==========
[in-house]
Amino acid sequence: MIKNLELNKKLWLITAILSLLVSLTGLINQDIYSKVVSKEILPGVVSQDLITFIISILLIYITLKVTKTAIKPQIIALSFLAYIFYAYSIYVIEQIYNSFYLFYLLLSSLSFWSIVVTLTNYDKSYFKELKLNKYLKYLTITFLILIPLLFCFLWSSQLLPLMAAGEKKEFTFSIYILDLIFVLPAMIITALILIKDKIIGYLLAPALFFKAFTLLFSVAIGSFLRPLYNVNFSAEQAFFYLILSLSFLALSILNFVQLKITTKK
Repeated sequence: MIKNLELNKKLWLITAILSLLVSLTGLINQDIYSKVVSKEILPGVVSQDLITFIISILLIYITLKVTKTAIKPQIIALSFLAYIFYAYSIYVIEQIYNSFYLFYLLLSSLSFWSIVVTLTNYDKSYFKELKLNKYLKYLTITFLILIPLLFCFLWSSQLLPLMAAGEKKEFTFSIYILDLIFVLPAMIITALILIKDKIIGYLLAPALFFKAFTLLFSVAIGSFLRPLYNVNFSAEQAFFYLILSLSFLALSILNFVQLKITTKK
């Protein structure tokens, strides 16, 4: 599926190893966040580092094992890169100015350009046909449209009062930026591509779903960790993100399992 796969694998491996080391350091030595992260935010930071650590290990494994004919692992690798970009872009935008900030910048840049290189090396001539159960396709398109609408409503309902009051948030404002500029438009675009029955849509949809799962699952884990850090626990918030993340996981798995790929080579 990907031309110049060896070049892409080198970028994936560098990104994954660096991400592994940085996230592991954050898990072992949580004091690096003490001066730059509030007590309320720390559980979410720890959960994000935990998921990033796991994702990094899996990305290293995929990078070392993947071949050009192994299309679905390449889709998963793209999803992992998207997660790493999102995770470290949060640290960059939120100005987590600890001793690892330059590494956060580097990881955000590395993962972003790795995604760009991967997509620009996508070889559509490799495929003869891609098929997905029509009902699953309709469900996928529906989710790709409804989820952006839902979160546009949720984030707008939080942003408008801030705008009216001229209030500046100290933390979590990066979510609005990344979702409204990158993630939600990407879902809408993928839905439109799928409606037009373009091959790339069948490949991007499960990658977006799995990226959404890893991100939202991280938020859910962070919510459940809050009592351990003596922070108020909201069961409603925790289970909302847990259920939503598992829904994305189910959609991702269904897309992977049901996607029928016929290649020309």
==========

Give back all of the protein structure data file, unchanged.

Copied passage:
[in-house]
Amino acid sequence: MIKNLELNKKLWLITAILSLLVSLTGLINQDIYSKVVSKEILPGVVSQDLITFIISILLIYITLKVTKTAIKPQIIALSFLAYIFYAYSIYVIEQIYNSFYLFYLLLSSLSFWSIVVTLTNYDKSYFKELKLNKYLKYLTITFLILIPLLFCFLWSSQLLPLMAAGEKKEFTFSIYILDLIFVLPAMIITALILIKDKIIGYLLAPALFFKAFTLLFSVAIGSFLRPLYNVNFSAEQAFFYLILSLSFLALSILNFVQLKITTKK
Repeated sequence: MIKNLELNKKLWLITAILSLLVSLTGLINQDIYSKVVSKEILPGVVSQDLITFIISILLIYITLKVTKTAIKPQIIALSFLAYIFYAYSIYVIEQIYNSFYLFYLLLSSLSFWSIVVTLTNYDKSYFKELKLNKYLKYLTITFLILIPLLFCFLWSSQLLPLMAAGEKKEFTFSIYILDLIFVLPAMIITALILIKDKIIGYLLAPALFFKAFTLLFSVAIGSFLRPLYNVNFSAEQAFFYLILSLSFLALSILNFVQLKITTKK
């Protein structure tokens, strides 16, 4: 599926190893966040580092094992890169100015350009046909449209009062930026591509779903960790993100399992 796969694998491996080391350091030595992260935010930071650590290990494994004919692992690798970009872009935008900030910048840049290189090396001539159960396709398109609408409503309902009051948030404002500029438009675009029955849509949809799962699952884990850090626990918030993340996981798995790929080579 990907031309110049060896070049892409080198970028994936560098990104994954660096991400592994940085996230592991954050898990072992949580004091690096003490001066730059509030007590309320720390559980979410720890959960994000935990998921990033796991994702990094899996990305290293995929990078070392993947071949050009192994299309679905390449889709998963793209999803992992998207997660790493999102995770470290949060640290960059939120100005987590600890001793690892330059590494956060580097990881955000590395993962972003790795995604760009991967997509620009996508070889559509490799495929003869891609098929997905029509009902699953309709469900996928529906989710790709409804989820952006839902979160546009949720984030707008939080942003408008801030705008009216001229209030500046100290933390979590990066979510609005990344979702409204990158993630939600990407879902809408993928839905439109799928409606037009373009091959790339069948490949991007499960990658977006799995990226959404890893991100939202991280938020859910962070919510459940809050009592351990003596922070108020909201069961409603925790289970909302847990259920939503598992829904994305189910959609991702269904897309992977049901996607029928016929290649020309």